Chris Batten noted Scott was converted from catcher to center field her freshman year, adding: “The fit was very good. She has incredible hand speed and tons of power. She has learned to be more disciplined at the plate. She didn’t get serious about being recruited until late, but Louisburg is a good fit.”

The coach hailed Massengill for “probably progressing as much as anybody we’ve had since 2012-13. She is a lock-down third baseman and, at the plate, understands where her success is. She’s a gap-to-gap hitter, reliable and hits for average with some pop.”

Gachuz, Chris Batten noted, has primarily filled a flex role the last two seasons and started some in the outfield last season.

 “Defensively, between her freshman and sophomore years, she has gotten much better,” he continued. “Offensively, she has continued to work. Olivia is quite, soft-spoken and a perfect team player.”

DEMANDING TASK

Pearce understands playing at the Div. I level is extremely demanding. She also considered Elon University.

“I’m excited and think I’m ready,” she said. “I know a lot of girls down there. It’s a competitive program and I am going to train hard and continue pitching over the summer.

“My (pitching) speed is good, but I am going to work to throw harder and improve the spin on my breaking pitches. Hopefully, I can go in and be able to pitch my freshman year.”

Pearce revealed that she grew up wanting to play college softball and attempted to emulate sensational fastpitch star pitcher Jennie Finch.

“I pursued my dream and it’s finally happened,” she exclaimed. “I’m very honored, but I’ve had to work my butt off. And without my parents’ support, I wouldn’t be here.”

Batten pointed out she was motivated to follow her sister, who played at Longwood University. She considered Lenoir-Rhyne before deciding upon UNC Greensboro. Batten must also prove she can play at the Div. I level.

“The team is really close and it’s a good program,” Batten said of her decision. “I like the school and coaches. I hope I get on the field and play.”

Batten noted she was recruited to play middle infield. She possesses a 3.4 grade-point average and will pursue a degree in  education.

She plans to keep working and playing softball through the summer.

“I have been wanting to play college ball since I was little,” Batten remarked. “It’s exciting, but I have kind of worked for it. I am proud of myself — it’s not easy. I am ready to go and start something new.”

CHOSE BARTON

Massengill chose Barton over Francis Marion University. She was recruited to play either third or first base. The possessor of a 4.1 grade-point average, Massengill plans to seek a degree in exercise science.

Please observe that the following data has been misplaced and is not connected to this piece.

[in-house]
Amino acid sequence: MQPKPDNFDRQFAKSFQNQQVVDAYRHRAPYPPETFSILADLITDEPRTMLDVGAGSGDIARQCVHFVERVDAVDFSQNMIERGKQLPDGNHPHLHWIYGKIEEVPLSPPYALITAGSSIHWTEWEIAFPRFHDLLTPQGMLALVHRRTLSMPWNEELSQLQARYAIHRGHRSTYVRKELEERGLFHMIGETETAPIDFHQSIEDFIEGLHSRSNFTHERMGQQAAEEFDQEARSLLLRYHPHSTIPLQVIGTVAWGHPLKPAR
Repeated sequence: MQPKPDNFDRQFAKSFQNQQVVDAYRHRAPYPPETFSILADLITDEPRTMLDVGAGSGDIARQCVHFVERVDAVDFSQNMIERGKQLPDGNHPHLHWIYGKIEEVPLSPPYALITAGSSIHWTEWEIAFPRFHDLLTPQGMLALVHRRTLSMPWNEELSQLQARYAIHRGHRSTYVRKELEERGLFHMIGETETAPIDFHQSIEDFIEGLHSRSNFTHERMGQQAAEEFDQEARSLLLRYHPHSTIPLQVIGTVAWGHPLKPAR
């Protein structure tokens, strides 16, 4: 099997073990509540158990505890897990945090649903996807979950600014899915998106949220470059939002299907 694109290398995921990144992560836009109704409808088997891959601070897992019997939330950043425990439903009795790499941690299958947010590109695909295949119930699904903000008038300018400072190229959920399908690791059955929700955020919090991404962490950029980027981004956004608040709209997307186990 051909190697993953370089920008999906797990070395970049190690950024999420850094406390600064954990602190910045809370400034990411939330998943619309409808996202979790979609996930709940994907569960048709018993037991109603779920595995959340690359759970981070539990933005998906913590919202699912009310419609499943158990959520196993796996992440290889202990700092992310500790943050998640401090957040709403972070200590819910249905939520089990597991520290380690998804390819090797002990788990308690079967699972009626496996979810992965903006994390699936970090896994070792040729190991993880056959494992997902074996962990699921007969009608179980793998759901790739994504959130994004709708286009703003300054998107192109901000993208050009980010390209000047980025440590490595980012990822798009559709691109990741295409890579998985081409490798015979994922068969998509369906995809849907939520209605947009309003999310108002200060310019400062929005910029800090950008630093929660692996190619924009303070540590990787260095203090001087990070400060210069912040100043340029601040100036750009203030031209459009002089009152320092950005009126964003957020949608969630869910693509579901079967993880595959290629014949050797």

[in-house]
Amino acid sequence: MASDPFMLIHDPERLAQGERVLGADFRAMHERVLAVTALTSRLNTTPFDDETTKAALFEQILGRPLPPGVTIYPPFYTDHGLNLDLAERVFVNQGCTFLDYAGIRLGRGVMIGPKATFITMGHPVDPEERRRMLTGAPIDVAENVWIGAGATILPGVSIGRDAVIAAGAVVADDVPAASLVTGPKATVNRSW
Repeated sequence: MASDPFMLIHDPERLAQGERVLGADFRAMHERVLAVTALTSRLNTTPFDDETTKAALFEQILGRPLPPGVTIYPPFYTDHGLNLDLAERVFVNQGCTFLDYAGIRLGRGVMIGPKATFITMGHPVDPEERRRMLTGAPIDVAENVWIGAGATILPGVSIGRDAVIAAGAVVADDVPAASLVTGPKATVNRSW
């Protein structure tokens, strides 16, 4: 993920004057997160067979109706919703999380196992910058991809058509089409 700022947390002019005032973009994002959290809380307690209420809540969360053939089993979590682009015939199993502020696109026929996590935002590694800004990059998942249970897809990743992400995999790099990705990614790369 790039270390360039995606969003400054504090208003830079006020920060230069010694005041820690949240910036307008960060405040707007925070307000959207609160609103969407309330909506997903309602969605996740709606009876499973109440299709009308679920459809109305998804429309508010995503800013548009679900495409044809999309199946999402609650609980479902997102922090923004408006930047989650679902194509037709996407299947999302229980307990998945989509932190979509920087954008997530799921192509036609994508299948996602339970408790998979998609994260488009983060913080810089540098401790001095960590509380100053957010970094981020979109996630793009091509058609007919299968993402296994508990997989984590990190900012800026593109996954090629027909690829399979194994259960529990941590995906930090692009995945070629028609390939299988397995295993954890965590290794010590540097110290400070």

She cited Barton’s small environment and the presence of head coach Junior Bailey.

“He is really changing that program,” Massengill said. “It’s going good.

“I want to prove myself and get playing time. I want to continue to have a high batting average and few strikeouts. I want to show them what I know I can do.”

Massengill reported her career started with 8-under travel ball and observed: “I have known I wanted to play college ball for a while. Today is very exciting.”

Gachuz emphasized she has been stuck on playing at Mount Olive.

“I did a few camps, but I have known since the eighth grade that’s where I wanted to go,” she declared. “It feels like home and I know a lot of people that work there. It’s where God wanted me to be.”

Gachuz expects to earn a degree in physical education. She owns a 3.7 grade-point average.

She is coming off an outstanding tennis season in which she went undefeated in singles in the Eastern Plains Conference.

“I am going to work hard and be a good teammate,” Gachuz pledged. I am blessed that I have gotten to this point, but I have worked hard.”

Scott confirms she wasn’t certain she wanted to become a college athlete but, of her decision, she responded: “I feel good, excited. The (Louisburg) team is pretty good and I love the coach (Eric Lee).”

Her Lady Panthers background includes volleyball and basketball and she eyes a degree in either psychology or biology. Scott possesses a 3.6 grade-point average.

Scott will likely return to the catching position at Louisburg. That has always been her spot in travel ball.

She excelled in center field with the Lady Panthers and, of the fact she will probably be abandoning the position, she said: “It kind of sucks, but I am still excited.

“I don’t expect to play a lot, but I do expect to be given a chance. I plan to work hard and earn my spot.”